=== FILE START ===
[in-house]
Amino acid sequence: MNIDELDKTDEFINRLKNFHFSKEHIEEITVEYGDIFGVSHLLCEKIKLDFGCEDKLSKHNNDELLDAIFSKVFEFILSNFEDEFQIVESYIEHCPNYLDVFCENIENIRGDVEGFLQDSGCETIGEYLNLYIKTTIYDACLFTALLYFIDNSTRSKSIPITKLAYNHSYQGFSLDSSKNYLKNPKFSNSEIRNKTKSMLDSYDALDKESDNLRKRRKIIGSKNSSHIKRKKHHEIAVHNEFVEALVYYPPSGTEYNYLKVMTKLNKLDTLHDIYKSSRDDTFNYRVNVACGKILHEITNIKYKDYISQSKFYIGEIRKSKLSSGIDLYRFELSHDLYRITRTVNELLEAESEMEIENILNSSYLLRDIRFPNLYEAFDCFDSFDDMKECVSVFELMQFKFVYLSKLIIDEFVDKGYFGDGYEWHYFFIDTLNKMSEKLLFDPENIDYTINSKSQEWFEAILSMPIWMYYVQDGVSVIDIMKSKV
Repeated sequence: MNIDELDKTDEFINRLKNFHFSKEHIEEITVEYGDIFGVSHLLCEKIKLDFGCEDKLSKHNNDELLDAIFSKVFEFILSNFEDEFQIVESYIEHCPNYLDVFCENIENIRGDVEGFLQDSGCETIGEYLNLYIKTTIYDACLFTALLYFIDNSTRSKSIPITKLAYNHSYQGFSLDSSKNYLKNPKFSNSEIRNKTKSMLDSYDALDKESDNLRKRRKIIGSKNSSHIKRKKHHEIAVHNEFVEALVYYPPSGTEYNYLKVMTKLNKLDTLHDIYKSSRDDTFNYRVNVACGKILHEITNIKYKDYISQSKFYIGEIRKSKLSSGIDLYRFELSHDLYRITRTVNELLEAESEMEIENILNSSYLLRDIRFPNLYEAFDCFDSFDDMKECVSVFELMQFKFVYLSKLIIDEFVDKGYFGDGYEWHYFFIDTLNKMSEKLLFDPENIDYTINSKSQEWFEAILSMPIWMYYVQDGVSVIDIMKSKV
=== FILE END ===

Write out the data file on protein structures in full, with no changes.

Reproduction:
[in-house]
Amino acid sequence: MNIDELDKTDEFINRLKNFHFSKEHIEEITVEYGDIFGVSHLLCEKIKLDFGCEDKLSKHNNDELLDAIFSKVFEFILSNFEDEFQIVESYIEHCPNYLDVFCENIENIRGDVEGFLQDSGCETIGEYLNLYIKTTIYDACLFTALLYFIDNSTRSKSIPITKLAYNHSYQGFSLDSSKNYLKNPKFSNSEIRNKTKSMLDSYDALDKESDNLRKRRKIIGSKNSSHIKRKKHHEIAVHNEFVEALVYYPPSGTEYNYLKVMTKLNKLDTLHDIYKSSRDDTFNYRVNVACGKILHEITNIKYKDYISQSKFYIGEIRKSKLSSGIDLYRFELSHDLYRITRTVNELLEAESEMEIENILNSSYLLRDIRFPNLYEAFDCFDSFDDMKECVSVFELMQFKFVYLSKLIIDEFVDKGYFGDGYEWHYFFIDTLNKMSEKLLFDPENIDYTINSKSQEWFEAILSMPIWMYYVQDGVSVIDIMKSKV
Repeated sequence: MNIDELDKTDEFINRLKNFHFSKEHIEEITVEYGDIFGVSHLLCEKIKLDFGCEDKLSKHNNDELLDAIFSKVFEFILSNFEDEFQIVESYIEHCPNYLDVFCENIENIRGDVEGFLQDSGCETIGEYLNLYIKTTIYDACLFTALLYFIDNSTRSKSIPITKLAYNHSYQGFSLDSSKNYLKNPKFSNSEIRNKTKSMLDSYDALDKESDNLRKRRKIIGSKNSSHIKRKKHHEIAVHNEFVEALVYYPPSGTEYNYLKVMTKLNKLDTLHDIYKSSRDDTFNYRVNVACGKILHEITNIKYKDYISQSKFYIGEIRKSKLSSGIDLYRFELSHDLYRITRTVNELLEAESEMEIENILNSSYLLRDIRFPNLYEAFDCFDSFDDMKECVSVFELMQFKFVYLSKLIIDEFVDKGYFGDGYEWHYFFIDTLNKMSEKLLFDPENIDYTINSKSQEWFEAILSMPIWMYYVQDGVSVIDIMKSKV